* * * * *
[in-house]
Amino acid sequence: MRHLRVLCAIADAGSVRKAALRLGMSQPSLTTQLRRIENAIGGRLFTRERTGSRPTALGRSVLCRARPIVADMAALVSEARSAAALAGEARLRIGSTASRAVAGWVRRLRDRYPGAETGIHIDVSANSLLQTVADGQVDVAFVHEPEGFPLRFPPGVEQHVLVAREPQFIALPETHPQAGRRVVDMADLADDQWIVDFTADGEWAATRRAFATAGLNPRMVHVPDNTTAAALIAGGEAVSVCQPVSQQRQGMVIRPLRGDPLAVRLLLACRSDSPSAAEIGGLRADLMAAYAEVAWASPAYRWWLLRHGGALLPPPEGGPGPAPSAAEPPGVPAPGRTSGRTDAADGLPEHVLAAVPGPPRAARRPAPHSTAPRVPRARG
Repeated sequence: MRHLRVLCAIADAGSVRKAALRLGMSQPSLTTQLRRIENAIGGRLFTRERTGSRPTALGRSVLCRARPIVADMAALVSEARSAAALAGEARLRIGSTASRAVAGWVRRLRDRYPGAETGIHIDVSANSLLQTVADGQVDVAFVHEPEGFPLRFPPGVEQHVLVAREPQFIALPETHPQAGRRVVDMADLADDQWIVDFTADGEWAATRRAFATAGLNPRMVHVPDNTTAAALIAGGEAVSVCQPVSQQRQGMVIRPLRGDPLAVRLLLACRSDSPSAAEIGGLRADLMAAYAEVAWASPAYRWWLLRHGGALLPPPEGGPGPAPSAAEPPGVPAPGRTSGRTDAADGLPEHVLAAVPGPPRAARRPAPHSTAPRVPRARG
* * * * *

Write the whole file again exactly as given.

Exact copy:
[in-house]
Amino acid sequence: MRHLRVLCAIADAGSVRKAALRLGMSQPSLTTQLRRIENAIGGRLFTRERTGSRPTALGRSVLCRARPIVADMAALVSEARSAAALAGEARLRIGSTASRAVAGWVRRLRDRYPGAETGIHIDVSANSLLQTVADGQVDVAFVHEPEGFPLRFPPGVEQHVLVAREPQFIALPETHPQAGRRVVDMADLADDQWIVDFTADGEWAATRRAFATAGLNPRMVHVPDNTTAAALIAGGEAVSVCQPVSQQRQGMVIRPLRGDPLAVRLLLACRSDSPSAAEIGGLRADLMAAYAEVAWASPAYRWWLLRHGGALLPPPEGGPGPAPSAAEPPGVPAPGRTSGRTDAADGLPEHVLAAVPGPPRAARRPAPHSTAPRVPRARG
Repeated sequence: MRHLRVLCAIADAGSVRKAALRLGMSQPSLTTQLRRIENAIGGRLFTRERTGSRPTALGRSVLCRARPIVADMAALVSEARSAAALAGEARLRIGSTASRAVAGWVRRLRDRYPGAETGIHIDVSANSLLQTVADGQVDVAFVHEPEGFPLRFPPGVEQHVLVAREPQFIALPETHPQAGRRVVDMADLADDQWIVDFTADGEWAATRRAFATAGLNPRMVHVPDNTTAAALIAGGEAVSVCQPVSQQRQGMVIRPLRGDPLAVRLLLACRSDSPSAAEIGGLRADLMAAYAEVAWASPAYRWWLLRHGGALLPPPEGGPGPAPSAAEPPGVPAPGRTSGRTDAADGLPEHVLAAVPGPPRAARRPAPHSTAPRVPRARG